Without a doubt this has been a historic week. Queen Elizabeth II died on Thursday at age ninety-six.
Many, many people are sad, and will mourn her loss. Her family, of course. And I think probably the many, many people who loyally served her and worked for her, and with her, in whatever capacity. Certainly there are lots and lots of posts on social media of anecdotes from those who met her and loved her.
And for those who don’t claim to have loved her, or even to have supported the idea of monarchy, she still inspired respect and admiration. No one can claim she did not serve her country well, and for a very long time. Even those who think that queens and kings are irrelevant to twenty-first century society, that the concept of empire was an abomination (which of course it was), stop short of criticising Queen Elizabeth herself. My husband who while he understands the historical significance of the monarchy to British and to Canadian society snorts in disgust when I say anything about any member of the royal family. Except the queen. He respected the queen.
But let’s try to stay real, my friends. What would the queen say about all the hyperbole that has been said and written about her since Thursday? All the social media memes that have proliferated? Especially the cloyingly sentimental ones. Like the ones that show her heading off to heaven, hand in hand with Paddington Bear. Wouldn’t she herself, like Hubby, snort in disgust? Or the one showing the back of Philip’s head as he doffs his hat, over the caption, “I’ll look after her from here.” Or something like that. Gad, that one made me cringe in embarrassment.
When someone dies, remembering them, who they were, what they did, and what they meant to us is what we do. What we should do. Even sometimes for people whom we have never met.
I remember when Pierre Trudeau, Canada’s Prime Minister from 1968-79 and again from 1980-84, died back in 2000. My colleagues and I sat in the teacher’s prep room at school and talked of him. We weren’t grief stricken. But we were touched by his death. And I remember talking about how we admired him. Canada had never seen a Prime Minister quite like him. Many of us, then in our forties, had grown up with Trudeau as Prime Minister. Now you might decry his politics; that’s your prerogative. But we remembered him as a young upstart in the Liberal party who suddenly made politics exciting. We were marking his passing. Remembering what he meant to each of us. Not mourning him. Not really.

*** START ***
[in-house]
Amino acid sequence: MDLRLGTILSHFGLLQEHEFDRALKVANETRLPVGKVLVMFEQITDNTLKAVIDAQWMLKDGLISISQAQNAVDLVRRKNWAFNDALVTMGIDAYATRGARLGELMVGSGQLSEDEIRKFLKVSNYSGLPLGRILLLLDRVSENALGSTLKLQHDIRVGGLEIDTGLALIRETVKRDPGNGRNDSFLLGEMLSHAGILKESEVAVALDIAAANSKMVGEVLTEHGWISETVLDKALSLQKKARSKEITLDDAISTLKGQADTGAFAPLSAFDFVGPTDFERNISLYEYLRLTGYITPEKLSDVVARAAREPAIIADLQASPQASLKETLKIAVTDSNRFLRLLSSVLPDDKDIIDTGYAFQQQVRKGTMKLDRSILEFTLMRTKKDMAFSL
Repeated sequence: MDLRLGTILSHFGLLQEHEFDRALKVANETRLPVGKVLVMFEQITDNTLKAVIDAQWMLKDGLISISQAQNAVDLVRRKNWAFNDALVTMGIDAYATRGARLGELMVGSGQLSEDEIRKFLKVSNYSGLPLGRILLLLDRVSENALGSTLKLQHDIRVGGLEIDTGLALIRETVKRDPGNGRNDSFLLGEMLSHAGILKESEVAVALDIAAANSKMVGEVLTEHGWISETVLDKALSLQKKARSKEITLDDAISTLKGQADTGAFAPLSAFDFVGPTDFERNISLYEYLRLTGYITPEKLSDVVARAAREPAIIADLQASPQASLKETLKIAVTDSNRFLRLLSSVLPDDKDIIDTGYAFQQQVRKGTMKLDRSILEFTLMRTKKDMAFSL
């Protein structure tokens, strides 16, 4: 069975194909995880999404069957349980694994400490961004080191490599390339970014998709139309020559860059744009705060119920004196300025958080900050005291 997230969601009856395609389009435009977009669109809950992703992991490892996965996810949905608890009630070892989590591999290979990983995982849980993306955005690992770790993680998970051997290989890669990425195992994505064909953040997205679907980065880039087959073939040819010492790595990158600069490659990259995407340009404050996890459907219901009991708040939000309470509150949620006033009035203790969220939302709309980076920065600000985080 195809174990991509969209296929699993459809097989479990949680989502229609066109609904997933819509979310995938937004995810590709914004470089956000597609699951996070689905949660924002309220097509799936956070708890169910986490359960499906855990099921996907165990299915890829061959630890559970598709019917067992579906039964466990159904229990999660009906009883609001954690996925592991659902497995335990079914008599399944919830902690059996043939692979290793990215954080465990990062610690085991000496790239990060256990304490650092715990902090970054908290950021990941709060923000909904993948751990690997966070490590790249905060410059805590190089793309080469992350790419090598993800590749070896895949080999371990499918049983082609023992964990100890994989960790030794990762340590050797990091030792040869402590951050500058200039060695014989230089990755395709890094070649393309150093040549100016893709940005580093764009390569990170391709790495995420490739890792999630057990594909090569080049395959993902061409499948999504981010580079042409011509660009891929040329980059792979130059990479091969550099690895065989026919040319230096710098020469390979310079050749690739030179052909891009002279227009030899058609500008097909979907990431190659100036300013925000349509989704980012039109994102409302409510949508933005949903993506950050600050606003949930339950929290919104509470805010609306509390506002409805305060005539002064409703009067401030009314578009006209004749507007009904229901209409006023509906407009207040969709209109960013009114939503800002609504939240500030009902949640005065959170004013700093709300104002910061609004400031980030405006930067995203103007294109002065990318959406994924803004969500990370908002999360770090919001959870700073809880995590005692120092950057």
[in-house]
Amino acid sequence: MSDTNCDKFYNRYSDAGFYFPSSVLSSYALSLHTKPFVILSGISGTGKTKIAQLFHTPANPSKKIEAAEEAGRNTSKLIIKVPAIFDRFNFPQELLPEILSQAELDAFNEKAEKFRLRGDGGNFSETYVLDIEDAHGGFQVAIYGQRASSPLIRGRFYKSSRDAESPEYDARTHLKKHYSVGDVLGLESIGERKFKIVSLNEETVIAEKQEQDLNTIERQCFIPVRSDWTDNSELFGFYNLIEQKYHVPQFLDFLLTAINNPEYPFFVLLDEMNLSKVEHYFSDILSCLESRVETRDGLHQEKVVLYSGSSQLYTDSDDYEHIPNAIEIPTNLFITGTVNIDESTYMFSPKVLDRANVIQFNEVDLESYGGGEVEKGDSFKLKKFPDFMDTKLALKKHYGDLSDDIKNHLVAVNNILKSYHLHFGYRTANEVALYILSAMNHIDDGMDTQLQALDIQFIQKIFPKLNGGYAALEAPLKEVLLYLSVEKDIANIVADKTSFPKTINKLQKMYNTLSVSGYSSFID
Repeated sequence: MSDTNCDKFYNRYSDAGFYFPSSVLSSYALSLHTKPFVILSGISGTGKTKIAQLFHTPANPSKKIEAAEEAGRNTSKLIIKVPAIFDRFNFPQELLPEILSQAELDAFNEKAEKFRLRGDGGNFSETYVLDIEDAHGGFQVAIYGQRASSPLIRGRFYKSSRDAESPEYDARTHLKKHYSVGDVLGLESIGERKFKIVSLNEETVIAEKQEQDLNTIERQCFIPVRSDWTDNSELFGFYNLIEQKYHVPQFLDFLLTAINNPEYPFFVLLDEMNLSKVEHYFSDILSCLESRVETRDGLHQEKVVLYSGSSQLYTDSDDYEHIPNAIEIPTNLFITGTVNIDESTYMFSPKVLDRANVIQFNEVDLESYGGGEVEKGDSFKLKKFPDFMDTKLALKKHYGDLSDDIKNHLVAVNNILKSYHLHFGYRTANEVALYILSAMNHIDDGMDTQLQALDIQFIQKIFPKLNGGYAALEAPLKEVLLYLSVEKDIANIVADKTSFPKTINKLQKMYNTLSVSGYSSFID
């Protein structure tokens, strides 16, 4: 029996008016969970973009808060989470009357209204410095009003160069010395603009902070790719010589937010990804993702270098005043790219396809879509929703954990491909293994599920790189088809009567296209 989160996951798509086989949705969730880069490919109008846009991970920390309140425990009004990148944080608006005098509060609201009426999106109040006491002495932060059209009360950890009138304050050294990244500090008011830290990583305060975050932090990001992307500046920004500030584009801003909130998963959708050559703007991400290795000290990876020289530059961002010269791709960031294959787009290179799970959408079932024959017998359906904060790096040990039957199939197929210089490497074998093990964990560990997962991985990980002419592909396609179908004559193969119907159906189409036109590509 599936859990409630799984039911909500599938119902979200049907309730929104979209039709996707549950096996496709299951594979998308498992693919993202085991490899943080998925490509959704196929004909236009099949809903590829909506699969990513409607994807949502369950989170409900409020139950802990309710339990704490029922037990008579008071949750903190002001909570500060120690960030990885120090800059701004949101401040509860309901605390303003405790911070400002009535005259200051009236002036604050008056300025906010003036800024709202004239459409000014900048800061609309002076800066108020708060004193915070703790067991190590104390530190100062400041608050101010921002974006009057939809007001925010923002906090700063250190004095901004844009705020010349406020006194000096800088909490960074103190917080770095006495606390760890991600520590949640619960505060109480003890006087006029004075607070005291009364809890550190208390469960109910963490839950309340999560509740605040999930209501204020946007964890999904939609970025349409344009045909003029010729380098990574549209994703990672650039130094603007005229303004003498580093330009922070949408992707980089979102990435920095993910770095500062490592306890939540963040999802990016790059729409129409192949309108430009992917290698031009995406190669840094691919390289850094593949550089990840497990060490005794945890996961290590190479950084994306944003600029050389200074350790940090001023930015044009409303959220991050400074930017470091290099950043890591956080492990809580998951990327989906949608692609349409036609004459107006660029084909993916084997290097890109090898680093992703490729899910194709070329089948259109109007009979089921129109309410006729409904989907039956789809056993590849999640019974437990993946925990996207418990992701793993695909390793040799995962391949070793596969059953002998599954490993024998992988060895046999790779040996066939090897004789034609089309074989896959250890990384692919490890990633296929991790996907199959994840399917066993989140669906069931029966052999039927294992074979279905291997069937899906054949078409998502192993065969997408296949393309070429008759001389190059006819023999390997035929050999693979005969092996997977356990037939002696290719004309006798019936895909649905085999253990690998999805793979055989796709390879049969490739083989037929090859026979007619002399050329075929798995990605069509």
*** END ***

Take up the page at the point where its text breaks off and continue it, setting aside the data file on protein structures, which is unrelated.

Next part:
Now, don’t get me wrong. I don’t mean to sound disrespectful. And I don’t want to offend those who are truly saddened by the Queen’s death. I actually liked and admired the queen. I’m sad that she has died. I feel great respect and admiration for the person she was and for her long years of service. I love listening to all the anecdotes told by members of her household showing her wit and kindness. As a Canadian her face has been part of my daily existence since I was born. And I recognize that her death is momentous. Historic. She deserves all the pomp and circumstance, the ceremonial rituals that mark her long life, and her position in British society.
But all the hyperbole makes me uncomfortable. Sentimental hyperbole always makes me uncomfortable. The demand that people embody some sort of fairytale-type character. I don’t understand why we can’t praise people for what they’ve done and been, remember them for who they were and what they’ve meant to us, rather than try to make them into something they’re not. Seriously, when it comes to all the sentimental claptrap, I think the Queen herself would have counselled a little restraint. Don’t you?
Okay, I’m done. As my mum always says, “That’s enough about that.”
I’d planned to write a fashion post today, but other thoughts took over. Still… here’s some photos of what I’ve been wearing lately.
So, yeah. I’ve been trying to feel the fall vibes even though it’s still hot here. Tank tops with loafers. Light summer pants with shirts. No blazers. Yet.
Hubby is off on a canoeing trip in a day or so, and I’ll be on holiday. I’ll eat when I want and what I want. Sadly, I’ll have to cook it myself. So, I plan to meet friends for lunch and then have toast and tea for supper. Ha. I’ll get a much needed haircut. I’m going to binge watch The House of Eliott which I haven’t watched in years. I will do a closet clear-out. Much more fun when I have to house to myself.
And probably, despite my sentiments above, I’ll be glued to the television for all the goings-on in the UK.
And apologies to those who love seeing them together, but I will NOT be posting cringey memes of Queen Elizabeth and Paddington Bear on social media. Of that you can be very sure.
P.S. What I’m wearing in this post. Vince V-neck cashmere cardigan. Here at Nordstrom Rack, here at Nordstrom.ca, and here at Vince. Mine is size large in navy. Nordstrom Signature cotton, oversize shirt (in solid colours) here at Nordstrom.com and here at Nordstrom.ca. FYI the Canadian Nordstrom site is different from the American. Canadians have to purchase from the Canadian site. Everlane tank top here at Everlane. I wear a size large. COS striped top here at COS in red and white. Mine is a medium, so size down. Veja sneakers here at Net-a-porter. My navy pants are very old Max Mara and go with my light-wool summer suit, so they are unavailable. The Frankie shop has a great selection of dress pants, many of which I’d be happy to own, although nothing that is very close to my navy MM pants. And these Theory dress pants at Nordstrom are nice. Plus they have the stretch that mine have and a similar cut. They’d be better with sneakers than the pumps that Nordstrom chose to show with them, IMO.
P.P.S. All the clothing links above are affiliate links. If you make a purchase after clicking my link, I will earn a commission which helps to pay for the blog.